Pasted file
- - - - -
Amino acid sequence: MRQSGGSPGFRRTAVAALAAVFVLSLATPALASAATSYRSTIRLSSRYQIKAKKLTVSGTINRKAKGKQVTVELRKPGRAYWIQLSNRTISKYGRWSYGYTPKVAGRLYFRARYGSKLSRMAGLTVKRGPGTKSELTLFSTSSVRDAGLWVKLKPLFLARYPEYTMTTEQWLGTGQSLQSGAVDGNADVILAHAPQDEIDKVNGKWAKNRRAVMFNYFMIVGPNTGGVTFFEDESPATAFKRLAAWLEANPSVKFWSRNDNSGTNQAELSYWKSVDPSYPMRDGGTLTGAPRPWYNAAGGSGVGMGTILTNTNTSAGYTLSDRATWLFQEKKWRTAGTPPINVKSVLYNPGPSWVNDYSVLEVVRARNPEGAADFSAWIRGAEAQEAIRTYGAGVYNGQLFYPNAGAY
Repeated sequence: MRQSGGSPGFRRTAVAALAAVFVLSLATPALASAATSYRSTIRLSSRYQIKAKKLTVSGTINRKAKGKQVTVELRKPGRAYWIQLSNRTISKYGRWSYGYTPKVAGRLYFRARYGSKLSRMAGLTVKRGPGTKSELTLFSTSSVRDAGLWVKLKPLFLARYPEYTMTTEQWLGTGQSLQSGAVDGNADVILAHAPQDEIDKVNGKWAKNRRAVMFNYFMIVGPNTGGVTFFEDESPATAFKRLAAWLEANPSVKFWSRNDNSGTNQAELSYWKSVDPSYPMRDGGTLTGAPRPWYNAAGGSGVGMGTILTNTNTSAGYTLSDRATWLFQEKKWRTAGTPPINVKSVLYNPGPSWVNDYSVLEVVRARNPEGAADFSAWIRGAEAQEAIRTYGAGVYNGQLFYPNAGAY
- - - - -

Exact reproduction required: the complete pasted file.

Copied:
Amino acid sequence: MRQSGGSPGFRRTAVAALAAVFVLSLATPALASAATSYRSTIRLSSRYQIKAKKLTVSGTINRKAKGKQVTVELRKPGRAYWIQLSNRTISKYGRWSYGYTPKVAGRLYFRARYGSKLSRMAGLTVKRGPGTKSELTLFSTSSVRDAGLWVKLKPLFLARYPEYTMTTEQWLGTGQSLQSGAVDGNADVILAHAPQDEIDKVNGKWAKNRRAVMFNYFMIVGPNTGGVTFFEDESPATAFKRLAAWLEANPSVKFWSRNDNSGTNQAELSYWKSVDPSYPMRDGGTLTGAPRPWYNAAGGSGVGMGTILTNTNTSAGYTLSDRATWLFQEKKWRTAGTPPINVKSVLYNPGPSWVNDYSVLEVVRARNPEGAADFSAWIRGAEAQEAIRTYGAGVYNGQLFYPNAGAY
Repeated sequence: MRQSGGSPGFRRTAVAALAAVFVLSLATPALASAATSYRSTIRLSSRYQIKAKKLTVSGTINRKAKGKQVTVELRKPGRAYWIQLSNRTISKYGRWSYGYTPKVAGRLYFRARYGSKLSRMAGLTVKRGPGTKSELTLFSTSSVRDAGLWVKLKPLFLARYPEYTMTTEQWLGTGQSLQSGAVDGNADVILAHAPQDEIDKVNGKWAKNRRAVMFNYFMIVGPNTGGVTFFEDESPATAFKRLAAWLEANPSVKFWSRNDNSGTNQAELSYWKSVDPSYPMRDGGTLTGAPRPWYNAAGGSGVGMGTILTNTNTSAGYTLSDRATWLFQEKKWRTAGTPPINVKSVLYNPGPSWVNDYSVLEVVRARNPEGAADFSAWIRGAEAQEAIRTYGAGVYNGQLFYPNAGAY